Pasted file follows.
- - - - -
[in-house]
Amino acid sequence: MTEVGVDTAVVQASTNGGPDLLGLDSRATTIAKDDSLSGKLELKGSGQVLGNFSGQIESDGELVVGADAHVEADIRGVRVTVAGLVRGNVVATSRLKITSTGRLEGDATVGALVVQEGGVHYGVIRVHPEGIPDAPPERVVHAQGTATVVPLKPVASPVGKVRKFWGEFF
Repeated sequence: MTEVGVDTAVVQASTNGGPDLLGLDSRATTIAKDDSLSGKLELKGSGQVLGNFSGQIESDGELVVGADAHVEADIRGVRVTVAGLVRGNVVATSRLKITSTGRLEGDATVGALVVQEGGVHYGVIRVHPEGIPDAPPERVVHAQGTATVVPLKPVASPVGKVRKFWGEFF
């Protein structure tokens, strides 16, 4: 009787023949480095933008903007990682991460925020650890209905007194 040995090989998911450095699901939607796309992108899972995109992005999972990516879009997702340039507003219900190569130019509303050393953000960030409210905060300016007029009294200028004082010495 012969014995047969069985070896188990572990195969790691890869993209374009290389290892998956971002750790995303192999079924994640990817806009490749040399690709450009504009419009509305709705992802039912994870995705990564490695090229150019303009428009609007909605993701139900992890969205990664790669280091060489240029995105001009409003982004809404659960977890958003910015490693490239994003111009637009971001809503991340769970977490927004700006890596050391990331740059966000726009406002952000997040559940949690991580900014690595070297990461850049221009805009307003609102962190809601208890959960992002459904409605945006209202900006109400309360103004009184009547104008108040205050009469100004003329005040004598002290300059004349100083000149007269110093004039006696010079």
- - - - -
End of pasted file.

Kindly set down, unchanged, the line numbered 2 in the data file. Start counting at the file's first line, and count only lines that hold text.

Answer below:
Amino acid sequence: MTEVGVDTAVVQASTNGGPDLLGLDSRATTIAKDDSLSGKLELKGSGQVLGNFSGQIESDGELVVGADAHVEADIRGVRVTVAGLVRGNVVATSRLKITSTGRLEGDATVGALVVQEGGVHYGVIRVHPEGIPDAPPERVVHAQGTATVVPLKPVASPVGKVRKFWGEFF